Alumna Alexis Hancock: Change Management Meets Web Technology

Alexis_HancockRecent Milano alumna Alexis Hancock (OCM ‘13) is a software engineer at CBS Local Digital Media Group. In her professional life, Alexis combines her knowledge of the latest web technologies with all she learned as a student in the Organizational Change Management (OCM) program. It was always part of her plan to add change management skills to her technological background. We wanted to ask her about that.

How does change management add value to your high-skilled tech job?

It added the element of being able to sense and prepare for upcoming changes in group dynamics. The development team I am on is currently changing processes and adding new people. As an engineer, it’s very easy to get isolated in one’s work and just “go with the flow” and brace for the storm of frustrations that will come with not being engaged. The OCM program actually has instilled in me the courage to just go ahead and take action in change rather than just letting the project managers and senior engineers handle all the heavy lifting.

New York Times columnist Thomas Friedman wrote not long ago that we used to “find” a job, but more and more we need to “invent” a job. Is that what you have done?

Even though for now I still develop for the web as the primary function at my job, I have done things that haven’t really been required of me but have helped my team. For example, I created technical documentation for the on-boarding of new engineers. Three new engineers have already used my document and are able to add to the document themselves. Participating in knowledge management within the first month of my job was recognized and I was glad I was able to make some sort of impact through such a small task. I believe staying active in these initiatives will prepare me for future management positions, especially in periods of transition and culture management within the tech field.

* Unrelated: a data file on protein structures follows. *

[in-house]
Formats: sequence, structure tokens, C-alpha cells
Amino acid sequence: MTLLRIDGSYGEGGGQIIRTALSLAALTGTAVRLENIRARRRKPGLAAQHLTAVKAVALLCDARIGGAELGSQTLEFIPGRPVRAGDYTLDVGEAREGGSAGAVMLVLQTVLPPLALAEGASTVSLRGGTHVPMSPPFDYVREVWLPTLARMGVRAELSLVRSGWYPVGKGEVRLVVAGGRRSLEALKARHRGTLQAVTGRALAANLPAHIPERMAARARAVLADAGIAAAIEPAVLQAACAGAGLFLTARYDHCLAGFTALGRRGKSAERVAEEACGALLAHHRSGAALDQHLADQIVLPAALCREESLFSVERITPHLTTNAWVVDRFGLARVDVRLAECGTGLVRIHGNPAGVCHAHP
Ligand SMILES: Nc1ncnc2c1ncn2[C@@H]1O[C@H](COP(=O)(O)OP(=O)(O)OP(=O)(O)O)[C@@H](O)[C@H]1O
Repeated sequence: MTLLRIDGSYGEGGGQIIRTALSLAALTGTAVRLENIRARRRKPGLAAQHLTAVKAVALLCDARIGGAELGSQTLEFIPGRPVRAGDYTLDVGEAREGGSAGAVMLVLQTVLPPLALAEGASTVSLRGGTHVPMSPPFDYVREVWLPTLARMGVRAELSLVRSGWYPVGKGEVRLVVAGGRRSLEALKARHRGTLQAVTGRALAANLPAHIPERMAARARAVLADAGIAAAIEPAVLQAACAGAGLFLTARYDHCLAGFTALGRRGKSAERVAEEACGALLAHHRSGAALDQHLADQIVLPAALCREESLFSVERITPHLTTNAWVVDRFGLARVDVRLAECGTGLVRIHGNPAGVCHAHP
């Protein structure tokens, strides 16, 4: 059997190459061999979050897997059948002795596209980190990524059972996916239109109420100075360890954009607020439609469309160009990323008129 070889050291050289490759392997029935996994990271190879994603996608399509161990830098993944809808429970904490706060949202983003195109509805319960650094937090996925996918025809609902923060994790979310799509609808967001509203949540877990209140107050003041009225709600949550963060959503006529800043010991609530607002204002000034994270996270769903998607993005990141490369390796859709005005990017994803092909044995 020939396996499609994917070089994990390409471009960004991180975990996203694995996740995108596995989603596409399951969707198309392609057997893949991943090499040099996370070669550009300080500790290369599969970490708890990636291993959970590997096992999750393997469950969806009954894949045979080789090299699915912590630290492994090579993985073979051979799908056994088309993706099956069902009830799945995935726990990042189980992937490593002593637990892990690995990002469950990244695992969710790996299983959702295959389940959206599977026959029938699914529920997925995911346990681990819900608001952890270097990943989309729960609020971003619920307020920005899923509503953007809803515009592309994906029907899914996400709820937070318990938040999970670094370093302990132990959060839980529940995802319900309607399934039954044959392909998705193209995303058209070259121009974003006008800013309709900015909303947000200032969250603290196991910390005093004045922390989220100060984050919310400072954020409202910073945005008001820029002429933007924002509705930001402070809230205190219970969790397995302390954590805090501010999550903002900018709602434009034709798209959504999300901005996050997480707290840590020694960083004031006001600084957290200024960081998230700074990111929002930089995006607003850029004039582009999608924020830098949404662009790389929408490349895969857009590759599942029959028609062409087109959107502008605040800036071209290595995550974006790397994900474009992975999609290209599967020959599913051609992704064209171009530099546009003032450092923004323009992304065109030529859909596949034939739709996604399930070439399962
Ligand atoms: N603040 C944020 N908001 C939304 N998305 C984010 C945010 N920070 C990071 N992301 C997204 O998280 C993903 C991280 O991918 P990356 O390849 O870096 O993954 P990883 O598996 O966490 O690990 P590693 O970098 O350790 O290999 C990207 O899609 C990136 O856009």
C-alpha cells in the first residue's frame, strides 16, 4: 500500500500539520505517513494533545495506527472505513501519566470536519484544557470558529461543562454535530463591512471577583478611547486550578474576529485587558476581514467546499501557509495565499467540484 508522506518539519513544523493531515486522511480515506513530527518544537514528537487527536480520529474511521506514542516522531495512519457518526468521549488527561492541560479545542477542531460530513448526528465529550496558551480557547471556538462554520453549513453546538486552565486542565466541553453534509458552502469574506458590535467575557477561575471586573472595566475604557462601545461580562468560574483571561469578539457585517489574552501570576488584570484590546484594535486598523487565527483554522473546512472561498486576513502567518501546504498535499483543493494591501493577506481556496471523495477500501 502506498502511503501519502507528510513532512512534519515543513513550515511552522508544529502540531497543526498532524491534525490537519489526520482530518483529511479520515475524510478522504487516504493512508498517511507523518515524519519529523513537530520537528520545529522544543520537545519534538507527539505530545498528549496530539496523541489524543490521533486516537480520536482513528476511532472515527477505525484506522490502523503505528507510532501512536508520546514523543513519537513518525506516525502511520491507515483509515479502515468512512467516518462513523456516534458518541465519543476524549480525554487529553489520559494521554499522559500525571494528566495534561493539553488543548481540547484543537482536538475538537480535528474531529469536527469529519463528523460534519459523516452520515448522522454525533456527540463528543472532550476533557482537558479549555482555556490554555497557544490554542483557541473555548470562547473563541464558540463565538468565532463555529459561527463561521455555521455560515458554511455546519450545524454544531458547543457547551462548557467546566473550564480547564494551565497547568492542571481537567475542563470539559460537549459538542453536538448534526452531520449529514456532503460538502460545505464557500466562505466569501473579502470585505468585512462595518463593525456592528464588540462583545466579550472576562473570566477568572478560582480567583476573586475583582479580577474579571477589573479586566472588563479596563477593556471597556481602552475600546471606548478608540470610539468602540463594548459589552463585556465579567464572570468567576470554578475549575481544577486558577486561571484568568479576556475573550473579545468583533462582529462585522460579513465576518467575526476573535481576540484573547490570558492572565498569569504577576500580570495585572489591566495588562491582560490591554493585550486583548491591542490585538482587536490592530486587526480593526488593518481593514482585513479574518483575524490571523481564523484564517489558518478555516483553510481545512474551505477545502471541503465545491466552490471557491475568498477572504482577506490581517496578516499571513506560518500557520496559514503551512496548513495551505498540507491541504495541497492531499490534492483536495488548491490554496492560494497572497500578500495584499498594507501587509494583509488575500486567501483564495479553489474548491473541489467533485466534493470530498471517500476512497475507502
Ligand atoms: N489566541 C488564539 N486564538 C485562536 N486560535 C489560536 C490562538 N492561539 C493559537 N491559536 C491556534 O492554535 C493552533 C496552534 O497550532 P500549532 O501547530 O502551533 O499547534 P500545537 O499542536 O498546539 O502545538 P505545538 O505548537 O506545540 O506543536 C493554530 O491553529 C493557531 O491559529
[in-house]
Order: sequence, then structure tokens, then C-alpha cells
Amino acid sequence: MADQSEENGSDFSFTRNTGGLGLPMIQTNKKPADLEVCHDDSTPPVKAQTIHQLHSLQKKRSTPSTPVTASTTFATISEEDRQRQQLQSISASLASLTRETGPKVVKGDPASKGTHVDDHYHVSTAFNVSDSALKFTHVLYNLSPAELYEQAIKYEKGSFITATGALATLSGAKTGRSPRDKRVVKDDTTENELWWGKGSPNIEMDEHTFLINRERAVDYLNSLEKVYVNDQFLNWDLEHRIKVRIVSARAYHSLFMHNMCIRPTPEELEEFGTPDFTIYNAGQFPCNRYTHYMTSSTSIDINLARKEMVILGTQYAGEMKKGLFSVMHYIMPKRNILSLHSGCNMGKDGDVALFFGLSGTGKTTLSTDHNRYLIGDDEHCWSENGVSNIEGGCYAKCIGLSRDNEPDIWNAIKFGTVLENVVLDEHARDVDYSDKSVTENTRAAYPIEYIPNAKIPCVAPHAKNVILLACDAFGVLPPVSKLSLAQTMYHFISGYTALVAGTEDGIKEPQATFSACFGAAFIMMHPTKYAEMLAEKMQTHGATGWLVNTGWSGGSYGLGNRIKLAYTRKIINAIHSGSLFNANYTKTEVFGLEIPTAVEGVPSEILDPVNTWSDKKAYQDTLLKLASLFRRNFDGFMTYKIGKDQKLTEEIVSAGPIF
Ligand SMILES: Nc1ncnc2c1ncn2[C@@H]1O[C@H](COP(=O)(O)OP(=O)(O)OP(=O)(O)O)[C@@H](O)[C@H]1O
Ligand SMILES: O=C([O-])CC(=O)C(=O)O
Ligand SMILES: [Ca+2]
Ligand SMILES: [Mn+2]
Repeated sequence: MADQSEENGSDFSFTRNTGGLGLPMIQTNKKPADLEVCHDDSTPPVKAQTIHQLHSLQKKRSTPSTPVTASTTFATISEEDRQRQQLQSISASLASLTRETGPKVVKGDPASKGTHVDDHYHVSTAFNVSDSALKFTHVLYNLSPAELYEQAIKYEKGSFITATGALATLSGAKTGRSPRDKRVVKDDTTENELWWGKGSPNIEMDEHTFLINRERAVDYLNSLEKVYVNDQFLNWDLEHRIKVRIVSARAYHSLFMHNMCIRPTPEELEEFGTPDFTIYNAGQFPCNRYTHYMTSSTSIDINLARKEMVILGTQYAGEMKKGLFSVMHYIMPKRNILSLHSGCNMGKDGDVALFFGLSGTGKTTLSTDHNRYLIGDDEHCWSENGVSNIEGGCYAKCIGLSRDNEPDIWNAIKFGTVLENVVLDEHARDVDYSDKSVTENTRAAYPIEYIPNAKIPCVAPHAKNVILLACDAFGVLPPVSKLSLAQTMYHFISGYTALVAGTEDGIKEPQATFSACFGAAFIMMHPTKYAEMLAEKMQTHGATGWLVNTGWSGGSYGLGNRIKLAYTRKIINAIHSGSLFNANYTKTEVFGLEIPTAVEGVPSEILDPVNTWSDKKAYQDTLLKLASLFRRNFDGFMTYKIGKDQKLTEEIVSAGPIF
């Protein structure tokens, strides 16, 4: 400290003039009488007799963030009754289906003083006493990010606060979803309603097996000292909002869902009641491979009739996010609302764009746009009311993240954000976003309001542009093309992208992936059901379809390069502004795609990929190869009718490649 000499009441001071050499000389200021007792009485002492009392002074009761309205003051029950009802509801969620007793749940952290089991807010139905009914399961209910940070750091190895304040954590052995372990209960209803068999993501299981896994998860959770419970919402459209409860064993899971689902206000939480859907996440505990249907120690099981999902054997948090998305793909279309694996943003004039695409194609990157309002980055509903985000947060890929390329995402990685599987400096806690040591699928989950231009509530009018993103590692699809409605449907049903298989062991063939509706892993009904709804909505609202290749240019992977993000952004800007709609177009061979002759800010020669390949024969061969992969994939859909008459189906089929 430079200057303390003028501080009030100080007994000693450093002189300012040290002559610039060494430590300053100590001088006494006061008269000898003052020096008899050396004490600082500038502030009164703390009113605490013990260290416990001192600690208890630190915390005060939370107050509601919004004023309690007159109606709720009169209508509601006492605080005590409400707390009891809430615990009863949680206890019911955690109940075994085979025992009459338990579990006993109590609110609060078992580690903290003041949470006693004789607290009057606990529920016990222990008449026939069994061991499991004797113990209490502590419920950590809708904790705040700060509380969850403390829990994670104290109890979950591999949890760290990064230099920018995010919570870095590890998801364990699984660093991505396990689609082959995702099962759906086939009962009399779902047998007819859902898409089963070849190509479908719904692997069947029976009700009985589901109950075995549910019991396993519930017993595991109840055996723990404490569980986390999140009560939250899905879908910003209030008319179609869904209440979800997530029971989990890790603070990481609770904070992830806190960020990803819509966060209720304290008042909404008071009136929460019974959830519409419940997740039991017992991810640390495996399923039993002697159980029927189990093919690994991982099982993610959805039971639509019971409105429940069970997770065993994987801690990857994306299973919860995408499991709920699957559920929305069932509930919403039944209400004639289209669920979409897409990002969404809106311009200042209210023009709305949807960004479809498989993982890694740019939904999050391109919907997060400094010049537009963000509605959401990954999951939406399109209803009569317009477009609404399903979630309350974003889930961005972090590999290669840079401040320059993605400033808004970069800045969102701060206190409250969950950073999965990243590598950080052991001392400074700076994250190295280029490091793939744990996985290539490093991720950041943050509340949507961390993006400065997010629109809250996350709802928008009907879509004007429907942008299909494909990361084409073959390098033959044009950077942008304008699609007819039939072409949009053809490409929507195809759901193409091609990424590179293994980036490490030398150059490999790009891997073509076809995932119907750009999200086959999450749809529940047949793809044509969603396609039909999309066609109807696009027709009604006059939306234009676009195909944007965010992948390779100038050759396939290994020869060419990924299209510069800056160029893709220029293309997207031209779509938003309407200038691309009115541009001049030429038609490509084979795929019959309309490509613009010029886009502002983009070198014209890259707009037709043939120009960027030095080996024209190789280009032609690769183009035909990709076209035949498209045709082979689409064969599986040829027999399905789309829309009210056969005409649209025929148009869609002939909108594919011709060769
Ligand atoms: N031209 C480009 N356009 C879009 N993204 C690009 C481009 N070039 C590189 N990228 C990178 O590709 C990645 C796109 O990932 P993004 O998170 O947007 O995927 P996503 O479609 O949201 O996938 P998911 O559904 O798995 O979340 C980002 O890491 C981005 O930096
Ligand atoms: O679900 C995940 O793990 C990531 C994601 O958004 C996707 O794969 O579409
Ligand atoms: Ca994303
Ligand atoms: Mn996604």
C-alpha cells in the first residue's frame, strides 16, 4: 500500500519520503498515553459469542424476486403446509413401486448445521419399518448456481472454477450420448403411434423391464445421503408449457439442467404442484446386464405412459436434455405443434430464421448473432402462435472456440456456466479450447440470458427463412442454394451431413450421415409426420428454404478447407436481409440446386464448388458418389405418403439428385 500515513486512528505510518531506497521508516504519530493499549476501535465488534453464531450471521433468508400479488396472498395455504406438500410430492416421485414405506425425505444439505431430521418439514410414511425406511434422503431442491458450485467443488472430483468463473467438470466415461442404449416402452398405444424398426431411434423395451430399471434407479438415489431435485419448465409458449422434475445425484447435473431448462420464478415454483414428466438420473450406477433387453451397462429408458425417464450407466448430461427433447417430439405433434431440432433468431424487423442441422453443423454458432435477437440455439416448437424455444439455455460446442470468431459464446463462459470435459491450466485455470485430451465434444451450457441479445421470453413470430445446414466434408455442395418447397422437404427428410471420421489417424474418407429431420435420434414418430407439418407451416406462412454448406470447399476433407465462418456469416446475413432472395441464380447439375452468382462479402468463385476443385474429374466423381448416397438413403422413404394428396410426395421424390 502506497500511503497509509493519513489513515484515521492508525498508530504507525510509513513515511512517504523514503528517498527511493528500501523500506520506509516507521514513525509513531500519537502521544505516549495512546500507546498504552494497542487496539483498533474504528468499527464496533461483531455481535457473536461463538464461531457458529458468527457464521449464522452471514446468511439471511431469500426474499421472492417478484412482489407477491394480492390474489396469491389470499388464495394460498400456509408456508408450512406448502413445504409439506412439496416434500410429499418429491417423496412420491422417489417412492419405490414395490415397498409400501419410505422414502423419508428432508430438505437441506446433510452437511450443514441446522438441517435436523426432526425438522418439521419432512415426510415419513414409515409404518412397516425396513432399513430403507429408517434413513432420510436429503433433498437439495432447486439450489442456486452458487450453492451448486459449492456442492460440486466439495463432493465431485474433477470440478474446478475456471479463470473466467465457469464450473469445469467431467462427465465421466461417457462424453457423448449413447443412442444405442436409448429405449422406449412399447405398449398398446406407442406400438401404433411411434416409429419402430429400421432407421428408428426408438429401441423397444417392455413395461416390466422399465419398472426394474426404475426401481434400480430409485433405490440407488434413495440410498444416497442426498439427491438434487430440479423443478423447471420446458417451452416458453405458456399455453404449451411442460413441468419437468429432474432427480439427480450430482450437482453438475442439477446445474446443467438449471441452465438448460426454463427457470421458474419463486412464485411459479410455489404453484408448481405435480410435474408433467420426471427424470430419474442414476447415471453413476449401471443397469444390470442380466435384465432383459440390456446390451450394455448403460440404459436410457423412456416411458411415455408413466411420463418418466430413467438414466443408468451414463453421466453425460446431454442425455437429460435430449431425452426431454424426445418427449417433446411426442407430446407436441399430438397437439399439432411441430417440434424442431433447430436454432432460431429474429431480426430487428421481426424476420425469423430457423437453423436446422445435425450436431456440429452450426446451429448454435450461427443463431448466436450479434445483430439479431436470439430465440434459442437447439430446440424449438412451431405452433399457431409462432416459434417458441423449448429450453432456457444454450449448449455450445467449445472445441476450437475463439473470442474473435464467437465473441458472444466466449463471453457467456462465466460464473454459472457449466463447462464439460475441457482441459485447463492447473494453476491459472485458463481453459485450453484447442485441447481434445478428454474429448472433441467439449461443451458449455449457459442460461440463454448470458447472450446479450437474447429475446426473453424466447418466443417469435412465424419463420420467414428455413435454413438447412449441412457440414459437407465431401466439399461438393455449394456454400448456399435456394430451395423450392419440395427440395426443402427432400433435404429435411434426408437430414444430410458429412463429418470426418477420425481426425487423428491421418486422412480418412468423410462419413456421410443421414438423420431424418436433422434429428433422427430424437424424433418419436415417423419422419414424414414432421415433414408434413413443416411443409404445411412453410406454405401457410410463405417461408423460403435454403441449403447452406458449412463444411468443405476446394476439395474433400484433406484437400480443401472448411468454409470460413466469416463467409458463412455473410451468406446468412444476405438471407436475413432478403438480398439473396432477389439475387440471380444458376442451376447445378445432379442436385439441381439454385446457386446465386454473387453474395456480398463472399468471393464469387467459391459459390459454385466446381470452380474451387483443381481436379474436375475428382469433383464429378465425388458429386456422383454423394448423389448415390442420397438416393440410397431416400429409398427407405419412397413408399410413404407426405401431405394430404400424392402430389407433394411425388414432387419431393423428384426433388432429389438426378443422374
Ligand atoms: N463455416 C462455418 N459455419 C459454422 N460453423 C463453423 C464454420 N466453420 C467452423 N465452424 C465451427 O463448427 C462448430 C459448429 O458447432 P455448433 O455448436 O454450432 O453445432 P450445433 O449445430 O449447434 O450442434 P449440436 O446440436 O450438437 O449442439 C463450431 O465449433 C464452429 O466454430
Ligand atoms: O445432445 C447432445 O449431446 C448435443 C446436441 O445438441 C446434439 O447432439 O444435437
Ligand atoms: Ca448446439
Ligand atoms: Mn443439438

Has your ability to manage change effectively created new opportunities at work?

It has opened the door and established my reputation as more than “just an engineer” with higher ups and as a young techie that gives me much optimism for future opportunities.

How did Milano help you take the initiative to imagine and shape your career?

Coming from a stiff academic world I entered Milano with great fear of the “grey areas” that Milano loves to explore. I was used to being in defined parameters and strict rules via my discipline. However, after the first semester and getting involved with several ongoing Milano initiatives, I was able to envision my skills in a new way. I discovered disciplines I had never heard about and went from being blank and dormant about my next career moves to a plethora of possibilities.

What challenges did you face in forming your career while still a student at Milano? How did you work through them?

One of the biggest challenges I faced was how could I possibly be seen as a credible change consultant with my lack of management experience. I was somewhat younger than most students in the OCM program when I started. To resolve this issue I aligned myself often with projects in my courses that reflected my technical knowledge (for example, brand management). By the time I graduated, I consulted with several organizations and interned at two organizations creating significant change. I felt very confident and grounded with sharpened change management tools.

What advice would you offer current students about inventing or reimagining their career?

Try to get outside of your major and get involved with the various programs that The New School as a whole has to offer, especially if you had trouble creating a path for yourself like I did. I took electives offered outside of my program that added new skills but related everything back to one vision for my career and how I wanted to impact my sector. Once you see your discipline in different ways, you might actually start to see emerging career trends that not many have thought about. At least, that is what has happened to me.



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